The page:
A Rough Couple of Days on Board

Clarence Town Bahamas

Sometimes the wind is not with us. Sometimes it seems like nothing is with us. The last couple of days have definitely felt like that. Sailing the Bahamas is not easy but we’ve had a rough couple of days on board Sava.

It Starts With The Windlass

Thursday, March 7th: Elizabeth Harbor, Georgetown to Galliot Cay, Long Island, Bahamas

Brian fixed the windlass enough so we could haul anchor and leave Elizabeth Harbor on Thursday. We spent about an hour at the marina filling up our water tanks since we still have not gotten the watermaker working properly. If you hadn’t guessed, this post is going to give you an idea of some of the things that still don’t work on Sava.

We left the marina in the hopes of catching some of the northeasterly wind to help us go east. It was rough. We probably left the marina before 9am and we were on the sea tacking away from our destination for part of the time, and then to our destination the remainder of the time.

map Long Island sailing
Our zigzag route from George Town to the top of Long Island, Bahamas

The sea was wavy and the wind was strong, but as has been the norm lately, not in our favor. As a result, the waves bounce you around. For someone with a queasy stomach, even with Gravol ginger, it’s not fun.

We finally saw land before dark and anchored at sunset. By this time, we were both wearing long sleeved hoodies and pants. The temperature was 23C/73F but with the wind, it felt colder. Plus we’ve been spoiled with weeks of 28 degrees but I digress from my complaints!

One of the wires to the windlass is disconnected somewhere, so Brian just keeps swapping out the working wire for either “UP” or “DOWN” depending if we are dropping or hauling anchor. Either way, I press DOWN. Anchoring was easy but it wasn’t the best anchorage. It was rough! Trying to make dinner or do anything down below was a bit of a challenge. I have a few bruises, especially on my shins from banging into walls when I mis-time the bounces.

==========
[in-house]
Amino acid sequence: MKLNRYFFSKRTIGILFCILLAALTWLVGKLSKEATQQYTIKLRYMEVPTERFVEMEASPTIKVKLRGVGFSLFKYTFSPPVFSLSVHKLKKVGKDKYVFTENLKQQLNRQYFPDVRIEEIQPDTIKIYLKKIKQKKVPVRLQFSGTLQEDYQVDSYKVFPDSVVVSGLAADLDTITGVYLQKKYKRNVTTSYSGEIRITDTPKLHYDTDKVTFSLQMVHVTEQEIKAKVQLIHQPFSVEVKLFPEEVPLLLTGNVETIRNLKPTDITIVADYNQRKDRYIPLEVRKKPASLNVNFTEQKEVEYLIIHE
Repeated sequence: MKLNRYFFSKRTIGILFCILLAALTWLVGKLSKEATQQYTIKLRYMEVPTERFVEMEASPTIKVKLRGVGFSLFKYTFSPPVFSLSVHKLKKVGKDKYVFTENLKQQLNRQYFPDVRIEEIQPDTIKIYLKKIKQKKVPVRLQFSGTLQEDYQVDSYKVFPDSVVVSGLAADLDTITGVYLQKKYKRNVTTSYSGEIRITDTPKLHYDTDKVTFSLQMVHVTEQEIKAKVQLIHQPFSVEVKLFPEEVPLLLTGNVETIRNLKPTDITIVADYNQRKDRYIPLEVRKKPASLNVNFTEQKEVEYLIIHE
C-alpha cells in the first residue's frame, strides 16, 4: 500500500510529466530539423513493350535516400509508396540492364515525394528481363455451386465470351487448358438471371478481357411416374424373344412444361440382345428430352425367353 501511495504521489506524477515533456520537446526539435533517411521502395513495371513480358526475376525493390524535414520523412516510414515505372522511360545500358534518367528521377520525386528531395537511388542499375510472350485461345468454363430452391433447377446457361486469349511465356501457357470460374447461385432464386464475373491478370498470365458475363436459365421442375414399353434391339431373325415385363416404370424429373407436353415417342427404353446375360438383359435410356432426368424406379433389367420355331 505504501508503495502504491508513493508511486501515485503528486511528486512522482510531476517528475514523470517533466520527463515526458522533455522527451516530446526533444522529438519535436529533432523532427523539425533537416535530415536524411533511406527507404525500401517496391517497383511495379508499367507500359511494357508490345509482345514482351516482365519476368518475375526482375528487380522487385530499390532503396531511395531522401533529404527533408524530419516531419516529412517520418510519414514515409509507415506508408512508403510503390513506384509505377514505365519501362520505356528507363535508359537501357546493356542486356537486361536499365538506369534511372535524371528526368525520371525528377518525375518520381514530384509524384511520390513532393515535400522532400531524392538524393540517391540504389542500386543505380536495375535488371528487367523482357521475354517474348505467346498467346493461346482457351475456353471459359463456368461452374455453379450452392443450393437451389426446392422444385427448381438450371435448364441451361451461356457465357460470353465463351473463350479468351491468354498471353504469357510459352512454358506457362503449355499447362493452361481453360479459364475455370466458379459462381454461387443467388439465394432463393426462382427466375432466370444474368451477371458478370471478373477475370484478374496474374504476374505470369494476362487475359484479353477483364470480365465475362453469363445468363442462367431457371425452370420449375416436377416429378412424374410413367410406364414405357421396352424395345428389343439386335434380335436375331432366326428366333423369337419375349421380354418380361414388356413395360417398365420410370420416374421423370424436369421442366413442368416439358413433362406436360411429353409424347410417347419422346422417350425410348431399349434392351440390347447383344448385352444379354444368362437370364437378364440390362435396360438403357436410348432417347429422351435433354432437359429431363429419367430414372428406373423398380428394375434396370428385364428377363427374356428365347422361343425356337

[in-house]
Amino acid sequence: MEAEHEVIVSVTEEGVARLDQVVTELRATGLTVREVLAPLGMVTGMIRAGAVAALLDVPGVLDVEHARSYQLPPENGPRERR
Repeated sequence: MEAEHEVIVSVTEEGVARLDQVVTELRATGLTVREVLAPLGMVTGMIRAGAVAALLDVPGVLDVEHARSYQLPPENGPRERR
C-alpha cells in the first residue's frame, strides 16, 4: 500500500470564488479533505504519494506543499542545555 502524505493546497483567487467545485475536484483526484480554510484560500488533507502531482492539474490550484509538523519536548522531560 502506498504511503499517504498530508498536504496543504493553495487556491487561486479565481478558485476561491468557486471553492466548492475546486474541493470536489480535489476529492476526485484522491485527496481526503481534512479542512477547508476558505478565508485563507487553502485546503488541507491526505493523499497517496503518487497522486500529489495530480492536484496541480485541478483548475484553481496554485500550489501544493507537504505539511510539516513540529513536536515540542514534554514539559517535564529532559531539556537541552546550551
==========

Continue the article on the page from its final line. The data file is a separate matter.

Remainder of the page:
Anyway, we just cleaned up from the day sailing, turned on our anchor light, made dinner and went to sleep. Friday was to be an even longer day.

Rough Seas Equal Rough Days On Board

Friday, March 8th: Galliot Cay to Clarence Town, Long Island, Bahamas

Clarence Town Long Island Bahamas
From the top of Long Island to Clarence Town, its capital

Around the top and south. Should be able to use these 20 knot east winds to fly down the coast. We wish. Instead, yesterday we got waves bouncing us around.

no auto pilot

Did I mention our Auto Pilot doesn’t work? This means we have to steer manually all the time. When it’s rough and windy, I am clenching the wheel. The waves still bounce you off course and you have to pull back. Over and over and over. It is tiring. My neck and shoulders are SORE. Brian’s too.

no windlass

Yesterday we both got up at 6, had some coffee and hauled anchor from that bumpy miserably wavy anchorage and left. I hit DOWN to pull the anchor up. It’s confusing but as long as we remember to switch the wire beforehand, it works. We are not going to continue this way. Eventually Brian will run a new wire the entire length of the boat so we can press UP when we want the anchor UP and DOWN when we want to drop it.